Airmen from the Royal Canadian Air Force are conducting training operations on White Sands Missile Range to keep its air traffic controller sharp and get its new pilots experience in the air.
Manning the radar systems at WSMR’s Cherokee Air Traffic Control Center, the Airmen from the 42 Radar Squadron out of Cold Lake Alberta are playing a vital role in their militaries’ pilot training program. The training event is a month long operation conducted on WSMR and neighboring Holloman Air Force Base, and sees the Canadians bring in new pilots with the 410 Tactical Fighter Operational Training Squadron for training on the Canadian version of the F-18 fighter jet. “This exercise is called Exercise Puma Strike and is the culmination of several exercises, which includes air to air combat training and air to ground combat training for the student pilots,” said Capt. Andrew Han of the 42 Radar Squadron.
While Canada conducts much of its training on its own soil, it was decided to leverage ties with the US and take the training event to New Mexico, making use of the clear, and warmer weather and giving the airmen experience working with other allied military members. “At this time of the year we like to come down south where the weather is more inviting and more conducive to training,” said Capt. Ryan Hayes. While there are other installations around the country that might have also worked for the training event, WSMR was the one best suited. It’s proximity to Holloman gave the aircraft access to a full featured military airbase, and WSMR’s DoD controlled airspace allowed the aircraft to perform the maneuvers needed for the training safely, and allowed Canada to provide its own air controllers to ensure the trainees learned how to work with their counterparts on the ground.”Cherokee is an air traffic control station, but it compares very favorably to what we have back at our home base,” Hayes said.
While the new pilots fly overhead, they must work as a team with the experienced controllers on WSMR if they want to survive the various combat training scenarios they are being put through. Fighter jet radar systems, while extremely advanced and powerful systems, can typically only see within a limited area, usually in front of the aircraft. If the pilots in training want to know about anything in the air around them, they need to rely on their comrades at Cherokee. Ground based radar systems can generate a plethora of information about what’s in the airspace, so the controllers on the ground can be the fighter pilots eyes, spotting potential targets and threats long before they’d be visible to the aircraft. “We are able to provide way more information then what they have on their radar scope,” Han said.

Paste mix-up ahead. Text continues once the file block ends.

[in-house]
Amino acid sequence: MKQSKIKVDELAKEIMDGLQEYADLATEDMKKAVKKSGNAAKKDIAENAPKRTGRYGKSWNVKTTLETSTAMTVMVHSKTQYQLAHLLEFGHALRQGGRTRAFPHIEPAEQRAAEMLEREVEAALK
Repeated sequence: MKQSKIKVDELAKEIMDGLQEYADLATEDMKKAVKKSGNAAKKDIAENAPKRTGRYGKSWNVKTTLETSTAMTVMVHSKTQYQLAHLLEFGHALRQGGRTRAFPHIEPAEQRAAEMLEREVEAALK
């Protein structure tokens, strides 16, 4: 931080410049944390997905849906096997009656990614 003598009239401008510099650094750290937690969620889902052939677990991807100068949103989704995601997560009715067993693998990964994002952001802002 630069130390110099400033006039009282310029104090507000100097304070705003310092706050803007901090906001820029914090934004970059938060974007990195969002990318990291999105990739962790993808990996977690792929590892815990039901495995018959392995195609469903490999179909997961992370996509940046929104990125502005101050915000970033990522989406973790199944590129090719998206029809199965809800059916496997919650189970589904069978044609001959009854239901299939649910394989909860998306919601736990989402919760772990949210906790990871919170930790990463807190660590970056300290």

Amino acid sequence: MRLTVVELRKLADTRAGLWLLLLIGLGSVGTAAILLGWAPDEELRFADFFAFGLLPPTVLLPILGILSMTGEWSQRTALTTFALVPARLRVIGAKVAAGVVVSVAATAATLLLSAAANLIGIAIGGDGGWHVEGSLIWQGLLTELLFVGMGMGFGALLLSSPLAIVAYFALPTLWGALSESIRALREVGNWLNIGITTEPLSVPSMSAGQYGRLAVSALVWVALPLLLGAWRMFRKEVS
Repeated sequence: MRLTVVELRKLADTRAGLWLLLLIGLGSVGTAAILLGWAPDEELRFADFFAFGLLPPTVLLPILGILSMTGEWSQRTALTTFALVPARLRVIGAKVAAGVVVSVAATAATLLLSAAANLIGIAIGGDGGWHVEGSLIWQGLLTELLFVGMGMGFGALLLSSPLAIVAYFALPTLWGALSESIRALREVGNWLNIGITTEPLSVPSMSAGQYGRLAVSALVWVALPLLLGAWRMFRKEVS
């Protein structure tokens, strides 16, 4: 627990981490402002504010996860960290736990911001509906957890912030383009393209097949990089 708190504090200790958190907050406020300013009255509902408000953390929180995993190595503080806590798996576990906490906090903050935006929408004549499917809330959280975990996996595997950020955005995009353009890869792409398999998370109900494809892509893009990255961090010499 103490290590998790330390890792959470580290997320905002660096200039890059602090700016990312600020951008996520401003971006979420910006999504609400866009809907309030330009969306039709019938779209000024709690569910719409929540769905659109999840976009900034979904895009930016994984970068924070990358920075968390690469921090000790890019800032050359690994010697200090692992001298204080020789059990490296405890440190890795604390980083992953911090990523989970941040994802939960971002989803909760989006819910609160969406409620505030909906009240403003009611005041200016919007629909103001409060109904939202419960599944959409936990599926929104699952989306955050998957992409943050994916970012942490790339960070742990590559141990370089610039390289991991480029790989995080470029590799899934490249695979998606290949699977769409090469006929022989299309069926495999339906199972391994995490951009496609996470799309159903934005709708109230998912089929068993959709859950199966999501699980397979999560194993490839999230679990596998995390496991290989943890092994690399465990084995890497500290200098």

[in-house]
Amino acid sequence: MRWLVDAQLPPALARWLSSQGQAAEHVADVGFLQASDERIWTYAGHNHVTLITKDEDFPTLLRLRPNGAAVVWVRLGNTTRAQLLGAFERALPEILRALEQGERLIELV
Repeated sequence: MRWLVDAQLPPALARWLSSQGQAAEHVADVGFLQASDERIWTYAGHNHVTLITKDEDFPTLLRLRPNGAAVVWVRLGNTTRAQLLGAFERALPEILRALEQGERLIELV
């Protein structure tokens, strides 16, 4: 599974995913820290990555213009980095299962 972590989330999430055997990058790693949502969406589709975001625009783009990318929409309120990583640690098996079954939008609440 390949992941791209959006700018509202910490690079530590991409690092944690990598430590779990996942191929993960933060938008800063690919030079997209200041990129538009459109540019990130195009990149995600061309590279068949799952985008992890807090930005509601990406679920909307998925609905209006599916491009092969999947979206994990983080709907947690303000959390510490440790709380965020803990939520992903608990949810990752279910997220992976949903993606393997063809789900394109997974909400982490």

The controllers at Cherokee have several roles in the training event. As safety is a primary concern the Airmen work with WSMR Airmen and civilian controllers to ensure the airspace is clear and safe. Within the training the Airmen take on the role of the ground control teams for the blue force composed of the pilots being trained and the red force, composed of more experienced pilots acting as enemy aircraft. From their position in Cherokee the Airmen can then communicate with the pilots in the air, locating opposing aircraft, guiding the pilots in training to their targets and providing them with critical tactical information about the airspace.
As one of the US Army Test and Evaluation Command’s premiere range facilities, WSMR has decades of experience conducting training and testing missions for both the US and allied nations. “White Sands Missile Range, and specifically here at the Range control center for Cherokee have been very inviting and (have been very helpful) in facilitating our use of the airspace and their system s here, and we’d like to give a personal thanks to the people here at Cherokee and the White Sands Base,” Hayes said.